Re-1 school board OKs resource officer agreement |

Re-1 school board OKs resource officer agreement

GLENWOOD SPRINGS, Colorado – An agreement hashed out between the Roaring Fork School District Re-1 and local police agencies urges “extraordinary discretion” whenever the work of school resource police officers deals with immigrant students and their families.

However, an official memorandum of understanding approved unanimously by the Re-1 school board Wednesday stops short of asking that school resource officers (SRO) not collaborate with federal immigration enforcement officers.

“This is not an easy issue, and I can say I have personally changed my position over time as we have worked on this,” school board president Matt Hamilton said. “Ultimately, we cannot write the job description for SROs, because they are not our employees.”

Though the school district financially supports the SRO programs in Glenwood Springs, Carbondale and Basalt schools, the officers work for the local police departments and have other duties.

Members of a student advocacy group who brought the issue before the school board last fall said the agreement “lacks teeth” in preventing SROs from working in a dual capacity as immigration officers. They also said the agreement was drafted without their input.

“We don’t feel like this addresses our concerns,” Candice Alderfer, a Basalt High School student and member of Association of Youth United in Action (known as AJUA in Spanish), said at the Wednesday school board meeting.

“We would ask that you remove our name from this, because it is between the police chiefs and the school district,” Alderfer said. “As long as officers are cross-designated with ICE (U.S. Immigration and Customs Enforcement), we will never give them our trust. This arrangement has made the (SRO) program ineffective.”

The group vowed to continue educating the community on the issue. It also intends to keep pushing for a more stringent SRO policy that would prevent the officers from working in a dual capacity with ICE.

School board members Daniel Biggs and Richard Stettner took the lead in working with area police chiefs to address the issue. Biggs said AJUA’s concerns were heard and were considered in drafting the agreement.

The agreement acknowledges that the district is committed to providing a safe learning environment for students. The SRO program is a component of that, it states.

It goes on to state that the “immigration status of our students or their families, whether documented or undocumented, is irrelevant to this commitment.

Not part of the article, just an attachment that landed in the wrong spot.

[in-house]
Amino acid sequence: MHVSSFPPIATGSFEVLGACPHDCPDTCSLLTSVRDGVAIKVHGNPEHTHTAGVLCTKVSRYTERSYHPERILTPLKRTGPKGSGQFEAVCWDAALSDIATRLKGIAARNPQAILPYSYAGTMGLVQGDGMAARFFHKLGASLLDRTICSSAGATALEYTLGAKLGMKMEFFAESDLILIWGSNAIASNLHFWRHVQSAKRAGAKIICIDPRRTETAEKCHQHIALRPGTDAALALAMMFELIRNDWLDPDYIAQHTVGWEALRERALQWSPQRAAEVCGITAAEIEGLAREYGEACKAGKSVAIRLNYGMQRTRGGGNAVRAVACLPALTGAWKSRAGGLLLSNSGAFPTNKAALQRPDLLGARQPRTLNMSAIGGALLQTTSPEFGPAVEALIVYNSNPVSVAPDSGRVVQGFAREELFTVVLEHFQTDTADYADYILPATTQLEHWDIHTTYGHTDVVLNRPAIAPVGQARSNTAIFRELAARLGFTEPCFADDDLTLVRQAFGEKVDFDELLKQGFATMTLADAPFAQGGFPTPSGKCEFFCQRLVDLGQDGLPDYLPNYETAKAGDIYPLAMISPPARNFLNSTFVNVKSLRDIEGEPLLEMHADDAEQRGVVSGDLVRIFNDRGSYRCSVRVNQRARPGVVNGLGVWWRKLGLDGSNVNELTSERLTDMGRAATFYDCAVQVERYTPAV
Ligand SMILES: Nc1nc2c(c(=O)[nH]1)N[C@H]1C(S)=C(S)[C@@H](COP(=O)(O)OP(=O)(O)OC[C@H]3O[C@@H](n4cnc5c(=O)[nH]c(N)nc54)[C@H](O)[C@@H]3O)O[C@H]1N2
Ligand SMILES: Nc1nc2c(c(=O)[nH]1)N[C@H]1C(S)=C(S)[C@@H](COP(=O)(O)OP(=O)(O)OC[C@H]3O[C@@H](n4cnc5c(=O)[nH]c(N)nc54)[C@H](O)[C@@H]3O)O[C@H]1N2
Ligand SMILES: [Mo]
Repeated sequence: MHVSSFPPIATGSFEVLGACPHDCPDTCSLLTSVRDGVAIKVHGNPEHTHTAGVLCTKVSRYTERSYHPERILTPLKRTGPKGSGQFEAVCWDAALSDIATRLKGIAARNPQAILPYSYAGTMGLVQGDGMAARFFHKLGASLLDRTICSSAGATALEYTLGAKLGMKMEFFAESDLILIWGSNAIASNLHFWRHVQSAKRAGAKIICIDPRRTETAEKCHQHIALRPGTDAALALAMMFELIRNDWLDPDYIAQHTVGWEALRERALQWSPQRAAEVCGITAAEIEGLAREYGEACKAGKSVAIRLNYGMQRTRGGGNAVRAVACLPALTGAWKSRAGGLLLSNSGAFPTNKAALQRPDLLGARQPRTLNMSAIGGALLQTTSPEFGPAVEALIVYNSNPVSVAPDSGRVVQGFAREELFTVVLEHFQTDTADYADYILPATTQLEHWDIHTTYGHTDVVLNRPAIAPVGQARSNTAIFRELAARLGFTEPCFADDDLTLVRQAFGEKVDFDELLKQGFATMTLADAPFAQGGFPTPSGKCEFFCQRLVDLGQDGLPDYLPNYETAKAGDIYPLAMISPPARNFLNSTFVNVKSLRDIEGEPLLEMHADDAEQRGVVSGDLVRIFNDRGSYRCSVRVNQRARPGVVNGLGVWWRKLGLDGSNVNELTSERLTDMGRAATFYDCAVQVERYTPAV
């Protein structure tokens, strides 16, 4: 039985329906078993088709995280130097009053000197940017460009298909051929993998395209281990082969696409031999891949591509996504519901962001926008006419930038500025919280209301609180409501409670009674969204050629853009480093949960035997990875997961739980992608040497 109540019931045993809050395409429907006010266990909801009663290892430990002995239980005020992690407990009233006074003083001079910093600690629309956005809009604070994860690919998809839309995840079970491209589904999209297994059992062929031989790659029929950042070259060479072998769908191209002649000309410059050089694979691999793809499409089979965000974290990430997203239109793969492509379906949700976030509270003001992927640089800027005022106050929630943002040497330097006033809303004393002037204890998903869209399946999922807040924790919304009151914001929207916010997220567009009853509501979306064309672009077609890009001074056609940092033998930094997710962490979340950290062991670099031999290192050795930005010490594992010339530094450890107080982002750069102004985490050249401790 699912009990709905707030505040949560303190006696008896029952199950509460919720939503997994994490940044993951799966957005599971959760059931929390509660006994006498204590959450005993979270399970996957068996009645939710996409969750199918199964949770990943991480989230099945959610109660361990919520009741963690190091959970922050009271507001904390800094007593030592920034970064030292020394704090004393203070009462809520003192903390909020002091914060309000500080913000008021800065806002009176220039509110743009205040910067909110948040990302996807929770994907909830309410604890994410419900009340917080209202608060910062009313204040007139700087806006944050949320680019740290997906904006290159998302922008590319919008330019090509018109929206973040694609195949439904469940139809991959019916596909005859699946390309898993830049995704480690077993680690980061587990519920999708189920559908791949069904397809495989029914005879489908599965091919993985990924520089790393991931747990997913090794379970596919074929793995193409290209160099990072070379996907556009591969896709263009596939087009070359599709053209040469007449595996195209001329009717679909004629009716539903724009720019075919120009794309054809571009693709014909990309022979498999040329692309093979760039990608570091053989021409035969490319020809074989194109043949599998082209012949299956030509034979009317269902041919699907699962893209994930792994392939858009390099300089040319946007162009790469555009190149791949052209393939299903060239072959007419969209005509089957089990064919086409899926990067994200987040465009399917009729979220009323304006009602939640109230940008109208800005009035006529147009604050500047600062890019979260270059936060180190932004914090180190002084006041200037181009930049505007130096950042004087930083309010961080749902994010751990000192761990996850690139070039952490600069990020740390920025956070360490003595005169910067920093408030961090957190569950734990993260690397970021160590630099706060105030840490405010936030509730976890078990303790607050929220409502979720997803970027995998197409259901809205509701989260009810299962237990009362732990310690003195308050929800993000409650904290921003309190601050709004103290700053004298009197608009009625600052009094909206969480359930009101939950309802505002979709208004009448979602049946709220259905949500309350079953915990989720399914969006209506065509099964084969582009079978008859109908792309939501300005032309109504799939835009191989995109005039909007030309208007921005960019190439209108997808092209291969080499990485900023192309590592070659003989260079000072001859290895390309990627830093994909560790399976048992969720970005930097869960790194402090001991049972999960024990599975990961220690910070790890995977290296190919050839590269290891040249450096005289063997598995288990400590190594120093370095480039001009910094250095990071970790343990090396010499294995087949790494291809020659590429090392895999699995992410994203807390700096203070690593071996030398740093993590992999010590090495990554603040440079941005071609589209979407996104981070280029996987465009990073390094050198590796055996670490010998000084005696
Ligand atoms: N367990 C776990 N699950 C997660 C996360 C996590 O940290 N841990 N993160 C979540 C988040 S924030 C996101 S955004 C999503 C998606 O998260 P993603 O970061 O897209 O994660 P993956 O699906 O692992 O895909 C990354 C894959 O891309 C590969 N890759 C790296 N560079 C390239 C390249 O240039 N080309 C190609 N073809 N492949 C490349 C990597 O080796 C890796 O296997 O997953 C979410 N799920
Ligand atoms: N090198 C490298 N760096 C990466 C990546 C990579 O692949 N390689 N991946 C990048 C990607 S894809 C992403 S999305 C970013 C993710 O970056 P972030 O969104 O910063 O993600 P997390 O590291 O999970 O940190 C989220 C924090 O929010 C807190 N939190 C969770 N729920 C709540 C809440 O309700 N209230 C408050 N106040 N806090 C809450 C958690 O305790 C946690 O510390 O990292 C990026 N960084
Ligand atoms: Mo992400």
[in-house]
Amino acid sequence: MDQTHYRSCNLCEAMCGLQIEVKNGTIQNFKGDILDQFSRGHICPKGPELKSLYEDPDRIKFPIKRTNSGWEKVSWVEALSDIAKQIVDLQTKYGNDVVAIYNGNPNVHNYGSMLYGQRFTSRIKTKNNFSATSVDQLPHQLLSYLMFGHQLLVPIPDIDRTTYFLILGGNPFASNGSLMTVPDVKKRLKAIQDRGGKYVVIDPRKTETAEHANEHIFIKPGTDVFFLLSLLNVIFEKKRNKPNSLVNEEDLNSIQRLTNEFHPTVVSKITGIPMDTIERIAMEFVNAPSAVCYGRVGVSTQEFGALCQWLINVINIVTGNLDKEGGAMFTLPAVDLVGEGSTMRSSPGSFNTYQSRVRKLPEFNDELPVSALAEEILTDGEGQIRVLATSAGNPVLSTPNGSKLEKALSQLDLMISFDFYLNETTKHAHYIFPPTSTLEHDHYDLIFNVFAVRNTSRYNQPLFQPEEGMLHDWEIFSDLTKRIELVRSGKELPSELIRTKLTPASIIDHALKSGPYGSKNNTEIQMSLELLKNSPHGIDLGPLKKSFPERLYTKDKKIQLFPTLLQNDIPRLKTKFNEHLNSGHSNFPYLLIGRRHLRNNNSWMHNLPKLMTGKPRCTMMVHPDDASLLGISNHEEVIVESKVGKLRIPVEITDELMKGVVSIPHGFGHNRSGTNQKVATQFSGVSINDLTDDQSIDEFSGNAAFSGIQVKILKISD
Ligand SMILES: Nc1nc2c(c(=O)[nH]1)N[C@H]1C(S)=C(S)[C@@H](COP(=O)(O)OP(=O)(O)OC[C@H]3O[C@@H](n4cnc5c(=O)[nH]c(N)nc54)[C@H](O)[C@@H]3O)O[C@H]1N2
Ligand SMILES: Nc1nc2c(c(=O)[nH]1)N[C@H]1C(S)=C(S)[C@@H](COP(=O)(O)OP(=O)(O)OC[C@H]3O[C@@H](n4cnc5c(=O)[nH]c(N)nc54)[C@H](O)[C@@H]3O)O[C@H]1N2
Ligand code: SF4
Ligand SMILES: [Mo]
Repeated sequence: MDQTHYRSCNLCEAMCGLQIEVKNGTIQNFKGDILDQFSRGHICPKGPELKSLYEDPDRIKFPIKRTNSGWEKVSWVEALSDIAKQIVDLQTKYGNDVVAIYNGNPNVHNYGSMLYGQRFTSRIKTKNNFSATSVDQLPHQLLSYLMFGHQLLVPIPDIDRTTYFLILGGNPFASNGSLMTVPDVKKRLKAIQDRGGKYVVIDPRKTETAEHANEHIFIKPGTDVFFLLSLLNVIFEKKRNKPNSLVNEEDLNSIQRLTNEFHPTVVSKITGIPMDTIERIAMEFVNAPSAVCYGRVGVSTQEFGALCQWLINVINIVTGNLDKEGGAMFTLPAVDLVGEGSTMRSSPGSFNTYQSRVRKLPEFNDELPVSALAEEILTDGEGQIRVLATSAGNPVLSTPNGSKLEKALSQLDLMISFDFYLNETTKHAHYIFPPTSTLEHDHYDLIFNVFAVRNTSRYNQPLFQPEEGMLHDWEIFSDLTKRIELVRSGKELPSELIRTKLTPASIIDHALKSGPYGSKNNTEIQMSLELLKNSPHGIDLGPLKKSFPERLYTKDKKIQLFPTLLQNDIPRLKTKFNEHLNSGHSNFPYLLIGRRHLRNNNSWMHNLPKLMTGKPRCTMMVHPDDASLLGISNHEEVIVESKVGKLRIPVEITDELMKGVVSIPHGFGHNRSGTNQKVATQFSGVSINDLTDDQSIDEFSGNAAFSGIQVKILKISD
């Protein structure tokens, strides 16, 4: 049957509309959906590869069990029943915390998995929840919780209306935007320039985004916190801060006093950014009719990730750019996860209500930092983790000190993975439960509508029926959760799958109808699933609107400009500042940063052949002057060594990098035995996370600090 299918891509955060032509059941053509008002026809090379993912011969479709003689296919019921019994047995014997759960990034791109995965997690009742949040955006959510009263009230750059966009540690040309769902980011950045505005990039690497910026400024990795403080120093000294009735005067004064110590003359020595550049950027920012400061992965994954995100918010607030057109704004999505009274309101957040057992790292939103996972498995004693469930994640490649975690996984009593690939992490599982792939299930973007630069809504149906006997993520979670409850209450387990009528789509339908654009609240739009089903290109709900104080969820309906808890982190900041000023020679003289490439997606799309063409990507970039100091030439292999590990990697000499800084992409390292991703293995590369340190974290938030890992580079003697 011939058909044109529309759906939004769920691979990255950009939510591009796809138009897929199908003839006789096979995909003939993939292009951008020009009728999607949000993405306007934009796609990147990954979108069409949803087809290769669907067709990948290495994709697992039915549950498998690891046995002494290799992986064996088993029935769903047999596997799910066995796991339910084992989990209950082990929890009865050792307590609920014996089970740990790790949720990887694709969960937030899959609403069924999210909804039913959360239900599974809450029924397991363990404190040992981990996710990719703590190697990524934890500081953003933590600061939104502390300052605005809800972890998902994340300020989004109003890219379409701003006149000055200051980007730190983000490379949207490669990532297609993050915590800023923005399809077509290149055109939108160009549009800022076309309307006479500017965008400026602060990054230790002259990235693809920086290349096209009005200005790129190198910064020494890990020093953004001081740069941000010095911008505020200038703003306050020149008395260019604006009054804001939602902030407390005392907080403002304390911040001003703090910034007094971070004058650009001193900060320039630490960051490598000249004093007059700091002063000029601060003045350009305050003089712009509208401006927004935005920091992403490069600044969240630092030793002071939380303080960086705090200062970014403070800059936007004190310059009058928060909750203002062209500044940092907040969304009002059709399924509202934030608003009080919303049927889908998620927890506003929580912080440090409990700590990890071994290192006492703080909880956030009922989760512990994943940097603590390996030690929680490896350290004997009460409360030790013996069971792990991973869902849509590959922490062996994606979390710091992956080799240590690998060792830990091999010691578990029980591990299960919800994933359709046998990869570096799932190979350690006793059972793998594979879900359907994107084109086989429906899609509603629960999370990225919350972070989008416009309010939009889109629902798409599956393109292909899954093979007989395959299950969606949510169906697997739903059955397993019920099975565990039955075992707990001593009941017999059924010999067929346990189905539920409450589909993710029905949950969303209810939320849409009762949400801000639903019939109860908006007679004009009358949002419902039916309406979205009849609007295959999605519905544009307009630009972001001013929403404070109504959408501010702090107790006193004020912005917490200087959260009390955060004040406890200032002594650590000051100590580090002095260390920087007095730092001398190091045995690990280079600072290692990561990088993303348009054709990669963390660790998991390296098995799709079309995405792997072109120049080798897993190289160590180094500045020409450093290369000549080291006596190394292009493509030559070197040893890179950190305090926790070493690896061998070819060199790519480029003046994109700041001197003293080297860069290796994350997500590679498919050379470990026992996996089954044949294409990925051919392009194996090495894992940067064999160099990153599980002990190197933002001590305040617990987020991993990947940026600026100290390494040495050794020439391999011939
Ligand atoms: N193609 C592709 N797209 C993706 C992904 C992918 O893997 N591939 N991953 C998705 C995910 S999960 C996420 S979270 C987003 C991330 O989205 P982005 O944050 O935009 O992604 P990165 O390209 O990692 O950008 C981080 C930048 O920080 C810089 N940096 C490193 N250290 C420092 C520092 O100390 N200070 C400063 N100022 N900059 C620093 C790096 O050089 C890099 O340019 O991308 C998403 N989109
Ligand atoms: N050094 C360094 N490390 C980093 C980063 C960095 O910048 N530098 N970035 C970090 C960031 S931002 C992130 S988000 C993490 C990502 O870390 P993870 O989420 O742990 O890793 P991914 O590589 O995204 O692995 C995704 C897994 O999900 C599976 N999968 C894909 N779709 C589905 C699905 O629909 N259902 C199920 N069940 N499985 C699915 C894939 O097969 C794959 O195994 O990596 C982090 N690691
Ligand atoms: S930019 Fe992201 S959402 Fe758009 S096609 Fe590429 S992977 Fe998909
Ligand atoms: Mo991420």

“The police departments are encouraged to assign outside duties to SROs … with extraordinary discretion where a student’s family immigration status may come into question, as these assignments may diminish the necessary trust the SROs have worked so long to build with the student and the family,” the agreement concludes.

AJUA representatives criticized the agreement, saying it lacks a way to remove an SRO who fails to use that discretion.

Biggs said the school board did hear the group’s concerns.

“That doesn’t mean we necessarily agree with them,” Biggs said. “I feel like this has been a very interactive process.”

But he said he also heard comments from parents and other community members who urged the board to reaffirm its support of the SRO program.

The board also heard from two parents at the Wednesday meeting who said the board’s action should not hamper the work of local police.

Stettner said the agreement is an important step in creating a more formal partnership between the school district and local police.

“We went from not having anything to now having something in writing,” Stettner said.

The issue came to light last year when AJUA, along with the Colorado Immigrant Rights Coalition, called into question the practice of having SROs assigned to work with ICE as part of the inter-agency Operation Community Shield anti-gang task force.

Last month, AJUA presented its research findings to the school board indicating the cross-designation practice is unique to local police agencies. They asked for a policy prohibiting officers from doing SRO and task force work at the same time.

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